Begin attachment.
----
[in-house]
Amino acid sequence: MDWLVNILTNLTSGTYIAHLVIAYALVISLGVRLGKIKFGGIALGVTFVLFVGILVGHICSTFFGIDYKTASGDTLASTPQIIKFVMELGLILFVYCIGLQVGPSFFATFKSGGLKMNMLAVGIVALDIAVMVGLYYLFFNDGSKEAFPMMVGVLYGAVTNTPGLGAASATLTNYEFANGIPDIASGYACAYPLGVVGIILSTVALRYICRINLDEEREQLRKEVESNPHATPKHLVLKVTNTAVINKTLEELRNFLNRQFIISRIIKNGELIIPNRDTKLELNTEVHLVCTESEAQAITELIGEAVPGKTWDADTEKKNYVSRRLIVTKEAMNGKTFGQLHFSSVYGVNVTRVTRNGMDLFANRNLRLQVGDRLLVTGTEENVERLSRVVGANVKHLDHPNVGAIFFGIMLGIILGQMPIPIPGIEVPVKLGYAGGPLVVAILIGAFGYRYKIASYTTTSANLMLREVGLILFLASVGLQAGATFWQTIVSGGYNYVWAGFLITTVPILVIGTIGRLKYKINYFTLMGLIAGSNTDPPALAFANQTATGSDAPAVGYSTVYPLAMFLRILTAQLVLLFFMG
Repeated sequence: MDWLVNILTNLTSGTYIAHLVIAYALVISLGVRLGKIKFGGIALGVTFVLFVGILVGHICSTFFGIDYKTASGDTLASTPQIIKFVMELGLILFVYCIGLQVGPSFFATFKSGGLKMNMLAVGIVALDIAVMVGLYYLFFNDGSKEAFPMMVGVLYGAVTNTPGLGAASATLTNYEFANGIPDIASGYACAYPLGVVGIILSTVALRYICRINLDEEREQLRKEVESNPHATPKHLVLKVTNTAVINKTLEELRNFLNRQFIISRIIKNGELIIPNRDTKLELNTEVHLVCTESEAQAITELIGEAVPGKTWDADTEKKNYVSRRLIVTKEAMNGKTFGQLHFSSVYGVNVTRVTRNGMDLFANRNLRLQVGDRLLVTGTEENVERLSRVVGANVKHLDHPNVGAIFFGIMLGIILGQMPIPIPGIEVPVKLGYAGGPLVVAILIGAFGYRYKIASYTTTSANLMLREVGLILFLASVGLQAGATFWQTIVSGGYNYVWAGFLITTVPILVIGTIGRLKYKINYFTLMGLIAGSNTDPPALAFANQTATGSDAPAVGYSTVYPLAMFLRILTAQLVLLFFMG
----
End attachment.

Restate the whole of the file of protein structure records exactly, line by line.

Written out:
[in-house]
Amino acid sequence: MDWLVNILTNLTSGTYIAHLVIAYALVISLGVRLGKIKFGGIALGVTFVLFVGILVGHICSTFFGIDYKTASGDTLASTPQIIKFVMELGLILFVYCIGLQVGPSFFATFKSGGLKMNMLAVGIVALDIAVMVGLYYLFFNDGSKEAFPMMVGVLYGAVTNTPGLGAASATLTNYEFANGIPDIASGYACAYPLGVVGIILSTVALRYICRINLDEEREQLRKEVESNPHATPKHLVLKVTNTAVINKTLEELRNFLNRQFIISRIIKNGELIIPNRDTKLELNTEVHLVCTESEAQAITELIGEAVPGKTWDADTEKKNYVSRRLIVTKEAMNGKTFGQLHFSSVYGVNVTRVTRNGMDLFANRNLRLQVGDRLLVTGTEENVERLSRVVGANVKHLDHPNVGAIFFGIMLGIILGQMPIPIPGIEVPVKLGYAGGPLVVAILIGAFGYRYKIASYTTTSANLMLREVGLILFLASVGLQAGATFWQTIVSGGYNYVWAGFLITTVPILVIGTIGRLKYKINYFTLMGLIAGSNTDPPALAFANQTATGSDAPAVGYSTVYPLAMFLRILTAQLVLLFFMG
Repeated sequence: MDWLVNILTNLTSGTYIAHLVIAYALVISLGVRLGKIKFGGIALGVTFVLFVGILVGHICSTFFGIDYKTASGDTLASTPQIIKFVMELGLILFVYCIGLQVGPSFFATFKSGGLKMNMLAVGIVALDIAVMVGLYYLFFNDGSKEAFPMMVGVLYGAVTNTPGLGAASATLTNYEFANGIPDIASGYACAYPLGVVGIILSTVALRYICRINLDEEREQLRKEVESNPHATPKHLVLKVTNTAVINKTLEELRNFLNRQFIISRIIKNGELIIPNRDTKLELNTEVHLVCTESEAQAITELIGEAVPGKTWDADTEKKNYVSRRLIVTKEAMNGKTFGQLHFSSVYGVNVTRVTRNGMDLFANRNLRLQVGDRLLVTGTEENVERLSRVVGANVKHLDHPNVGAIFFGIMLGIILGQMPIPIPGIEVPVKLGYAGGPLVVAILIGAFGYRYKIASYTTTSANLMLREVGLILFLASVGLQAGATFWQTIVSGGYNYVWAGFLITTVPILVIGTIGRLKYKINYFTLMGLIAGSNTDPPALAFANQTATGSDAPAVGYSTVYPLAMFLRILTAQLVLLFFMG